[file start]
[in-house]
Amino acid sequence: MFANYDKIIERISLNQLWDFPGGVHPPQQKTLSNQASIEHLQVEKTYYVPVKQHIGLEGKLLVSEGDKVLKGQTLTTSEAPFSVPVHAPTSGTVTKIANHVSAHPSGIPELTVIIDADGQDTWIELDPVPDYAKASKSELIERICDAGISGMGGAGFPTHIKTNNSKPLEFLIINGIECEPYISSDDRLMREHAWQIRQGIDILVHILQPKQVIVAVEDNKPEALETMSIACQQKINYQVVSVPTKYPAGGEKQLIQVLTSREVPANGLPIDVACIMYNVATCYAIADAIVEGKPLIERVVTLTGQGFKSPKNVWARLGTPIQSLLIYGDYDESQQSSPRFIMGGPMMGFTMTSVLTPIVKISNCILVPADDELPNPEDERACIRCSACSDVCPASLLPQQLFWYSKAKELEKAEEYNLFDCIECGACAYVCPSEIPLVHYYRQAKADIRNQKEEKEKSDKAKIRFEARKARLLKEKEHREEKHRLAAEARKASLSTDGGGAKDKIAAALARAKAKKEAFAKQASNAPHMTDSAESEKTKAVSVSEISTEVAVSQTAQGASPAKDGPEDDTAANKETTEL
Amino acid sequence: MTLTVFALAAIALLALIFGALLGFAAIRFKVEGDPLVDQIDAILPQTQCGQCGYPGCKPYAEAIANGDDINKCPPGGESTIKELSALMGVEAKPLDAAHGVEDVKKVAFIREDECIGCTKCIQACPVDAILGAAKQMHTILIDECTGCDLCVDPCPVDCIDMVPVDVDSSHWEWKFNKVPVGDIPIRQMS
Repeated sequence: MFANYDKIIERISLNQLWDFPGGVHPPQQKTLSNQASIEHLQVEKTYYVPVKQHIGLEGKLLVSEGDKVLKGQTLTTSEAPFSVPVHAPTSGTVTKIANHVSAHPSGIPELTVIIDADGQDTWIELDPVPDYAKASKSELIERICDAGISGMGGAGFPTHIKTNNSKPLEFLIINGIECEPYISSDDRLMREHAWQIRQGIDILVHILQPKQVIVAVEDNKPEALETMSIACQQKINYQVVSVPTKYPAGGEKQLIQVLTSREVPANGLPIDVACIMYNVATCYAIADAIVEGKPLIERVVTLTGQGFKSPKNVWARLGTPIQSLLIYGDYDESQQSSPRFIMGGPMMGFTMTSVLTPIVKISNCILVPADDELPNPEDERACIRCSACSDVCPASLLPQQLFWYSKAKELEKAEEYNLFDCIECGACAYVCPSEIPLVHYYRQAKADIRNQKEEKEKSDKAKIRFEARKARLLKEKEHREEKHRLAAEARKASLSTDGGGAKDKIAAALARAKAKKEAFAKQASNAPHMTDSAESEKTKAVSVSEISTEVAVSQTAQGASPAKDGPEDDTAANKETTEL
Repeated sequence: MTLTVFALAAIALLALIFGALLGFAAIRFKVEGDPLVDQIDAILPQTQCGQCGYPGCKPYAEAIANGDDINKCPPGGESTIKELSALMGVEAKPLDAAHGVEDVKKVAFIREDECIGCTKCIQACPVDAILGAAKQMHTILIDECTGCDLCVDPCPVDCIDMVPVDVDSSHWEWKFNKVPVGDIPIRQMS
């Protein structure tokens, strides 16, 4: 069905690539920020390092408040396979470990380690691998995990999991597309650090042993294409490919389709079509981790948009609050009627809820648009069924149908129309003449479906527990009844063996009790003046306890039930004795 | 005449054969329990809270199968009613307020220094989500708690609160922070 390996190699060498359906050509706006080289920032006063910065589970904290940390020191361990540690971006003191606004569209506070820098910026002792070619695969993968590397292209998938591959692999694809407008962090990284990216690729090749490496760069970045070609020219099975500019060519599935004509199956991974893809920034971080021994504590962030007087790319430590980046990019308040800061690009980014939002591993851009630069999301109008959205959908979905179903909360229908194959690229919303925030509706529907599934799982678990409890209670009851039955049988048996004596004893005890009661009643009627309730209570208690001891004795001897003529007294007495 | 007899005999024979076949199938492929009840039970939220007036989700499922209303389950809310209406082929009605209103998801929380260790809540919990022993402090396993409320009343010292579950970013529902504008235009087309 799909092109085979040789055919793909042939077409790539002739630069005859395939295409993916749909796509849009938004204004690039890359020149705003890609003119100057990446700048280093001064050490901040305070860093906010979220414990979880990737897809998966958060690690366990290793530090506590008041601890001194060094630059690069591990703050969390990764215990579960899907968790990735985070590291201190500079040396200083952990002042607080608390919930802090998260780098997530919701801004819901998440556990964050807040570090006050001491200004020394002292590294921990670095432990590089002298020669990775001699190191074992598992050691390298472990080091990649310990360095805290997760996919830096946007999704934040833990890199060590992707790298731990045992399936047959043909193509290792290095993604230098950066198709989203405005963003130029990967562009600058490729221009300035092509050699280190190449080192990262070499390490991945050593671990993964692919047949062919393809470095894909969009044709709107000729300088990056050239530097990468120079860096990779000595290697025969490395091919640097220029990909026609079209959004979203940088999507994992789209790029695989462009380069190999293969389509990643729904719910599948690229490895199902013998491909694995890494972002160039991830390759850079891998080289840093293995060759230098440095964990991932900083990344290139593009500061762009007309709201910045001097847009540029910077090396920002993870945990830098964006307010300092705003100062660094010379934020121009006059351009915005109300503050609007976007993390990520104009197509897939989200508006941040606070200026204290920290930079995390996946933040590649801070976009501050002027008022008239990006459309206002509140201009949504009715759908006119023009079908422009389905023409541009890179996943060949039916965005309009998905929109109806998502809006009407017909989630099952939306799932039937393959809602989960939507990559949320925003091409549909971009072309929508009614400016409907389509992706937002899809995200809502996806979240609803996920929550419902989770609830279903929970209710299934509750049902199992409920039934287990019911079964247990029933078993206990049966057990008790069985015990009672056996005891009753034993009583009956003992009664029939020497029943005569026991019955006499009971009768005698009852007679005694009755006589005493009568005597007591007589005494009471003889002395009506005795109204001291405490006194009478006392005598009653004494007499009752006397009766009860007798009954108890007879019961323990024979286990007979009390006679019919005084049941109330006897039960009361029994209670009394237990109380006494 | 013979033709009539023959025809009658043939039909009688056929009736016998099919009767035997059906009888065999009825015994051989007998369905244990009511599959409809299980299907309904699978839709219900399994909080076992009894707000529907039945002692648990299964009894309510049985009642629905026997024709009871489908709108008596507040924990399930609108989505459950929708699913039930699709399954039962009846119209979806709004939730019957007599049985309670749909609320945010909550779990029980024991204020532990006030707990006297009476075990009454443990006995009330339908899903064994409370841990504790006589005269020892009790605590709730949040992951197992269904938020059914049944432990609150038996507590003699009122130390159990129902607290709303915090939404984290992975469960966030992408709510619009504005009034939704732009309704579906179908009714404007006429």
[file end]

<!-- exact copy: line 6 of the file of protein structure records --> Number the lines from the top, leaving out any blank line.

């Protein structure tokens, strides 16, 4: 069905690539920020390092408040396979470990380690691998995990999991597309650090042993294409490919389709079509981790948009609050009627809820648009069924149908129309003449479906527990009844063996009790003046306890039930004795 | 005449054969329990809270199968009613307020220094989500708690609160922070 390996190699060498359906050509706006080289920032006063910065589970904290940390020191361990540690971006003191606004569209506070820098910026002792070619695969993968590397292209998938591959692999694809407008962090990284990216690729090749490496760069970045070609020219099975500019060519599935004509199956991974893809920034971080021994504590962030007087790319430590980046990019308040800061690009980014939002591993851009630069999301109008959205959908979905179903909360229908194959690229919303925030509706529907599934799982678990409890209670009851039955049988048996004596004893005890009661009643009627309730209570208690001891004795001897003529007294007495 | 007899005999024979076949199938492929009840039970939220007036989700499922209303389950809310209406082929009605209103998801929380260790809540919990022993402090396993409320009343010292579950970013529902504008235009087309 799909092109085979040789055919793909042939077409790539002739630069005859395939295409993916749909796509849009938004204004690039890359020149705003890609003119100057990446700048280093001064050490901040305070860093906010979220414990979880990737897809998966958060690690366990290793530090506590008041601890001194060094630059690069591990703050969390990764215990579960899907968790990735985070590291201190500079040396200083952990002042607080608390919930802090998260780098997530919701801004819901998440556990964050807040570090006050001491200004020394002292590294921990670095432990590089002298020669990775001699190191074992598992050691390298472990080091990649310990360095805290997760996919830096946007999704934040833990890199060590992707790298731990045992399936047959043909193509290792290095993604230098950066198709989203405005963003130029990967562009600058490729221009300035092509050699280190190449080192990262070499390490991945050593671990993964692919047949062919393809470095894909969009044709709107000729300088990056050239530097990468120079860096990779000595290697025969490395091919640097220029990909026609079209959004979203940088999507994992789209790029695989462009380069190999293969389509990643729904719910599948690229490895199902013998491909694995890494972002160039991830390759850079891998080289840093293995060759230098440095964990991932900083990344290139593009500061762009007309709201910045001097847009540029910077090396920002993870945990830098964006307010300092705003100062660094010379934020121009006059351009915005109300503050609007976007993390990520104009197509897939989200508006941040606070200026204290920290930079995390996946933040590649801070976009501050002027008022008239990006459309206002509140201009949504009715759908006119023009079908422009389905023409541009890179996943060949039916965005309009998905929109109806998502809006009407017909989630099952939306799932039937393959809602989960939507990559949320925003091409549909971009072309929508009614400016409907389509992706937002899809995200809502996806979240609803996920929550419902989770609830279903929970209710299934509750049902199992409920039934287990019911079964247990029933078993206990049966057990008790069985015990009672056996005891009753034993009583009956003992009664029939020497029943005569026991019955006499009971009768005698009852007679005694009755006589005493009568005597007591007589005494009471003889002395009506005795109204001291405490006194009478006392005598009653004494007499009752006397009766009860007798009954108890007879019961323990024979286990007979009390006679019919005084049941109330006897039960009361029994209670009394237990109380006494 | 013979033709009539023959025809009658043939039909009688056929009736016998099919009767035997059906009888065999009825015994051989007998369905244990009511599959409809299980299907309904699978839709219900399994909080076992009894707000529907039945002692648990299964009894309510049985009642629905026997024709009871489908709108008596507040924990399930609108989505459950929708699913039930699709399954039962009846119209979806709004939730019957007599049985309670749909609320945010909550779990029980024991204020532990006030707990006297009476075990009454443990006995009330339908899903064994409370841990504790006589005269020892009790605590709730949040992951197992269904938020059914049944432990609150038996507590003699009122130390159990129902607290709303915090939404984290992975469960966030992408709510619009504005009034939704732009309704579906179908009714404007006429």